TAKEUCHI Fumiya Hokkaido Univ., Res.Inst.for Electron.Sci.Res.Assoc., 電子科学研究所, 助手 (30281835)
HIRATA Yoshihiro Hokkaido Univ., Res.Inst.for Electron.Sci.Res.Assoc., 電子科学研究所, 助手 (30250509)
KOBAYASHI Tetsuo Hokkaido Univ., Res.Inst.for Electron.Sci.Assoc.Prpf., 電子科学研究所, 助教授 (40175336)
|Budget Amount *help
¥4,600,000 (Direct Cost : ¥4,600,000)
Fiscal Year 1997 : ¥1,800,000 (Direct Cost : ¥1,800,000)
Fiscal Year 1996 : ¥2,800,000 (Direct Cost : ¥2,800,000)
The objective of this research project is to delineate the intelligent visual processes to perceive and recognize Japanese characters and symbols, based on the behavioral observation and the measurement of brain activity. For the bbehavioral observation, we used a cognition task of visual forms, where the reaction time and the percent correct performance were measured. As the brain activity, we measured MEG responses while subjects performed the task. The main results are summarizedbelow :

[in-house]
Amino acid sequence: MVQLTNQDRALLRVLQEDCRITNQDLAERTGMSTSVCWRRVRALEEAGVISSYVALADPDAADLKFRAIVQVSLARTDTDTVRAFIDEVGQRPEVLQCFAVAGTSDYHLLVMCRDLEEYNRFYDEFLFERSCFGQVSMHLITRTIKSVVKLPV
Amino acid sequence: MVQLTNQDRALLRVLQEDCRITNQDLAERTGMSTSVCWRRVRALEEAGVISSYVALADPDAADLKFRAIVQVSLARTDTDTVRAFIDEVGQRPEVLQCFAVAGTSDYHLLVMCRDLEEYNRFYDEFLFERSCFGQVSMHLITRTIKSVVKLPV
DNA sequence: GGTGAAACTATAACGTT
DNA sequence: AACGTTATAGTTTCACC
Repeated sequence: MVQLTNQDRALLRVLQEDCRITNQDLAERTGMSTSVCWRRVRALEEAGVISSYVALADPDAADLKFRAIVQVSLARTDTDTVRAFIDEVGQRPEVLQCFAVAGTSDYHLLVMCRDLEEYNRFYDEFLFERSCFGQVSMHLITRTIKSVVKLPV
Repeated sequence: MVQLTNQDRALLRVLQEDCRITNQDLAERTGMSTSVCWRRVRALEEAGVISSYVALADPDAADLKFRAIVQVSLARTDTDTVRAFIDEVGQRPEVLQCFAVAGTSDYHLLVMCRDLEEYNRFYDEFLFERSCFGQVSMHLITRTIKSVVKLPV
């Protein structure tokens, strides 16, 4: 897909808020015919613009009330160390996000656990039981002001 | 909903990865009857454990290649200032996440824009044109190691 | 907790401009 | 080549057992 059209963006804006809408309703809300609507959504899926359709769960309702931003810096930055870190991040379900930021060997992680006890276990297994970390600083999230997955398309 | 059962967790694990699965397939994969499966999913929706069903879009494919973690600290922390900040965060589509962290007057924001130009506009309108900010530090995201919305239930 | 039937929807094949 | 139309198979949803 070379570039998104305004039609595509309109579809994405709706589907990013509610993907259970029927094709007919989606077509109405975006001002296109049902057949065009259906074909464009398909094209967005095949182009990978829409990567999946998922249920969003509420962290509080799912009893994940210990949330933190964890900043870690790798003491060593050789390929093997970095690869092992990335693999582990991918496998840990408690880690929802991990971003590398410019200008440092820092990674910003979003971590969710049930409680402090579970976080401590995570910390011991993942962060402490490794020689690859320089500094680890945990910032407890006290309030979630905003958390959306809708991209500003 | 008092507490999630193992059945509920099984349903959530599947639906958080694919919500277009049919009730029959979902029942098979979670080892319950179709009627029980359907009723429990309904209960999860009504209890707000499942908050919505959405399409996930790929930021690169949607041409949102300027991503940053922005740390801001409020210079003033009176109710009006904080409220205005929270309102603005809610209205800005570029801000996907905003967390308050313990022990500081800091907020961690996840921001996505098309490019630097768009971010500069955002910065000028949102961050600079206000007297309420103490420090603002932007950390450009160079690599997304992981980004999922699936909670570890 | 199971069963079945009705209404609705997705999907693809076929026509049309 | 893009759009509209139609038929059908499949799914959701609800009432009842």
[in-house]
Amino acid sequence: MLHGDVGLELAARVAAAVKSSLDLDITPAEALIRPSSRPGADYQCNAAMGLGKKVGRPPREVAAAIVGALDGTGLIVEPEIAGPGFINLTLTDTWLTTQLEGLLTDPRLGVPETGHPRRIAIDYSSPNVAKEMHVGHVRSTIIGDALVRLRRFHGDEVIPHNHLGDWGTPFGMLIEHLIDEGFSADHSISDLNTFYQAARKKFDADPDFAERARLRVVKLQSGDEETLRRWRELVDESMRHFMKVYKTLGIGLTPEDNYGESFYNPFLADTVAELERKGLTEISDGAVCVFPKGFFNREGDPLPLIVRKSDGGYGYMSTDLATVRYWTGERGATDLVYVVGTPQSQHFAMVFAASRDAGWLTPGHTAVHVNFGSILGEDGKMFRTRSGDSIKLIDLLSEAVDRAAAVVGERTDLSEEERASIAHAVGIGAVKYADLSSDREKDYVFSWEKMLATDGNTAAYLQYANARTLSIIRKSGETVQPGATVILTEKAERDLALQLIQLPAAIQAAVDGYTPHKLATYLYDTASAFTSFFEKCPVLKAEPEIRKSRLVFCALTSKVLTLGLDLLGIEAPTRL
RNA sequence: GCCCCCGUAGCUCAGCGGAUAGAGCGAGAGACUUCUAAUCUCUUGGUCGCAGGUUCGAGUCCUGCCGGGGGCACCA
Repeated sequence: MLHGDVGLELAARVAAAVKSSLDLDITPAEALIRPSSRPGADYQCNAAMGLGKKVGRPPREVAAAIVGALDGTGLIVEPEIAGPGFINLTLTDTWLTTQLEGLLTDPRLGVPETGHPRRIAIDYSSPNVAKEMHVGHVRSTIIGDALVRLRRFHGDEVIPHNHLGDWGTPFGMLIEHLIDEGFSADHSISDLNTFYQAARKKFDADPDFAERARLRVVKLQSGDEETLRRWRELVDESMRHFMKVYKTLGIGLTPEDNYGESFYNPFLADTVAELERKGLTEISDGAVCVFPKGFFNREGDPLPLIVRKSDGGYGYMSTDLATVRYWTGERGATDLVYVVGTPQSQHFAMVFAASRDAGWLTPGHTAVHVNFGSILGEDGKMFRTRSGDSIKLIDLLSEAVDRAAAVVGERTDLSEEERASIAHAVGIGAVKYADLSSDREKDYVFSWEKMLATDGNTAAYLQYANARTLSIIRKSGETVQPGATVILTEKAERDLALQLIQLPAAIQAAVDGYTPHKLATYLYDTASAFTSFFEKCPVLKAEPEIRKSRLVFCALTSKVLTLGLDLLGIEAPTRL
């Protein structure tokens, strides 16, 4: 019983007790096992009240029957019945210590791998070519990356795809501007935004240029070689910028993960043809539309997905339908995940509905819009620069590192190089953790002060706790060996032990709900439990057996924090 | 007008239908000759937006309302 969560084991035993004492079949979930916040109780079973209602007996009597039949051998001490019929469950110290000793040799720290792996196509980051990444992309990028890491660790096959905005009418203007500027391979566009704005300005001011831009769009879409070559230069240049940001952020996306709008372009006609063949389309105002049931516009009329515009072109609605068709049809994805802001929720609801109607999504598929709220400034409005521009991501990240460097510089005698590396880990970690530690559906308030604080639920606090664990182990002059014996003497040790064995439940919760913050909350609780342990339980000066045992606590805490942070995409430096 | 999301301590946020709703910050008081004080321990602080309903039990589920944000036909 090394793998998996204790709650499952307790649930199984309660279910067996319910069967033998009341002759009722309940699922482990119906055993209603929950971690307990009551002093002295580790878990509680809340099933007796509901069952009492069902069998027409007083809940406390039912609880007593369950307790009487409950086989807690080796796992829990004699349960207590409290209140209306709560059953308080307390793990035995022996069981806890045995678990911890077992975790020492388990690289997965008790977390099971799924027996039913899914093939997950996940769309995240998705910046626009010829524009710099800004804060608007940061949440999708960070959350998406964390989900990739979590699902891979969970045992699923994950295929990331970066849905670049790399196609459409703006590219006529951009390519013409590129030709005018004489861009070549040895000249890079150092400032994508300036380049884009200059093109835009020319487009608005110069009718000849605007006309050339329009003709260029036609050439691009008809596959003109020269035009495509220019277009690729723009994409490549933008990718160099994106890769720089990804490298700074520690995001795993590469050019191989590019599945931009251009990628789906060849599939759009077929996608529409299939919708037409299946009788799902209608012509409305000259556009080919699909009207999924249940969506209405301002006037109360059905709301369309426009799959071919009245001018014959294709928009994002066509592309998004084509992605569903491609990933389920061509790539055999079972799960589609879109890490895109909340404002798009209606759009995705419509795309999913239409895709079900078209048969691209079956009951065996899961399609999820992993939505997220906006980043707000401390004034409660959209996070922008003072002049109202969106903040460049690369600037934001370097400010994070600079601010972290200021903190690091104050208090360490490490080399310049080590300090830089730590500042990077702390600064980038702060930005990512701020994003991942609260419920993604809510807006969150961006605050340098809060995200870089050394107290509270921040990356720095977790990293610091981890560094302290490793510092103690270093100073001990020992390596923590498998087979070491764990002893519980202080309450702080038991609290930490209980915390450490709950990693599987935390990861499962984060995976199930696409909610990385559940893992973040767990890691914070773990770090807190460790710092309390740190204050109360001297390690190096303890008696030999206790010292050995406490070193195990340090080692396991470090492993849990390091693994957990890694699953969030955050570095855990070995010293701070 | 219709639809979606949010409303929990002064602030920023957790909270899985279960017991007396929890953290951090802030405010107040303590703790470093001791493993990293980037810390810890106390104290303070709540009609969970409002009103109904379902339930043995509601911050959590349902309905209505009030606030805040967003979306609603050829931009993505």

1. The RT measured in two cognition tasks of single Kanacharacters to detect vowels and morphological features was not signijicantly different each other. However, the focal neural activities, as located from the MEG analysis, at 150-300 ms after the character onset differed in a manner that the left ventraloccipitotemporal region is selectively active across subjects in the vowel detection, but the areas from the ventralto parietaloccipital region were active in the morphology detection. These results suggest that the cortical neural activity in the visual extrastriate areas would be modidied, through topdown mechanisms, depending on the individual strategy to recognize written characters, i.e., more generally written sentences.
2. The RT measured ia a categorization task of threecharacter words and that in a vowel detection task of single characters was not different. However, RT was significantly shorter in a morphology detection task of symbols, which indicates the easiness of this tadk. Neural activites for these stimuli and tasks were commonly observed at 150-300 ms in the medialoccipital to ventraloccipital areas. In addition to these, the left occipitotemporal activity was selectively observed in the word task, but not character and symbol tasks. Taking into consideration of previous studies on various visual form processing, it is suggesed that the left ventraloccipitotemporal area subserves specific visual word processing and/or general processing of complex visual forms.